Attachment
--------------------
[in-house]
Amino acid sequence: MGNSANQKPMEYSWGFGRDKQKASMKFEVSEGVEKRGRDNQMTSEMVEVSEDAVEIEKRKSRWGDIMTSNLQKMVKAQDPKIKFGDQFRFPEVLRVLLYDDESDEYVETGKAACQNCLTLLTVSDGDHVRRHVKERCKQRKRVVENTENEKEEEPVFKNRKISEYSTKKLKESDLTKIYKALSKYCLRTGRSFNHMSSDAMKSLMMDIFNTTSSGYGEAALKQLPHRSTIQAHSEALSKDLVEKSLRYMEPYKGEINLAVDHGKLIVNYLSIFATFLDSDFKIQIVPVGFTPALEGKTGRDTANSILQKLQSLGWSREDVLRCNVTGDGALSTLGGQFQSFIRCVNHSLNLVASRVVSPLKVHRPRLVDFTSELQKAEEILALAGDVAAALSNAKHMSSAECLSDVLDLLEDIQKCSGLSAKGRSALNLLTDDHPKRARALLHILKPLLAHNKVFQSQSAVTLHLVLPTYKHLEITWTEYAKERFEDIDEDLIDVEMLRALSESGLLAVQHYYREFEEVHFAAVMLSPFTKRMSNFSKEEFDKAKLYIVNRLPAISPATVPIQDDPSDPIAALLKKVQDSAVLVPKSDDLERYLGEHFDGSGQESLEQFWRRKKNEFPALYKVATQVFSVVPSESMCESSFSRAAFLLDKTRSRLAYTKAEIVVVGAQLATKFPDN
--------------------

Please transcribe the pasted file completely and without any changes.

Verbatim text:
[in-house]
Amino acid sequence: MGNSANQKPMEYSWGFGRDKQKASMKFEVSEGVEKRGRDNQMTSEMVEVSEDAVEIEKRKSRWGDIMTSNLQKMVKAQDPKIKFGDQFRFPEVLRVLLYDDESDEYVETGKAACQNCLTLLTVSDGDHVRRHVKERCKQRKRVVENTENEKEEEPVFKNRKISEYSTKKLKESDLTKIYKALSKYCLRTGRSFNHMSSDAMKSLMMDIFNTTSSGYGEAALKQLPHRSTIQAHSEALSKDLVEKSLRYMEPYKGEINLAVDHGKLIVNYLSIFATFLDSDFKIQIVPVGFTPALEGKTGRDTANSILQKLQSLGWSREDVLRCNVTGDGALSTLGGQFQSFIRCVNHSLNLVASRVVSPLKVHRPRLVDFTSELQKAEEILALAGDVAAALSNAKHMSSAECLSDVLDLLEDIQKCSGLSAKGRSALNLLTDDHPKRARALLHILKPLLAHNKVFQSQSAVTLHLVLPTYKHLEITWTEYAKERFEDIDEDLIDVEMLRALSESGLLAVQHYYREFEEVHFAAVMLSPFTKRMSNFSKEEFDKAKLYIVNRLPAISPATVPIQDDPSDPIAALLKKVQDSAVLVPKSDDLERYLGEHFDGSGQESLEQFWRRKKNEFPALYKVATQVFSVVPSESMCESSFSRAAFLLDKTRSRLAYTKAEIVVVGAQLATKFPDN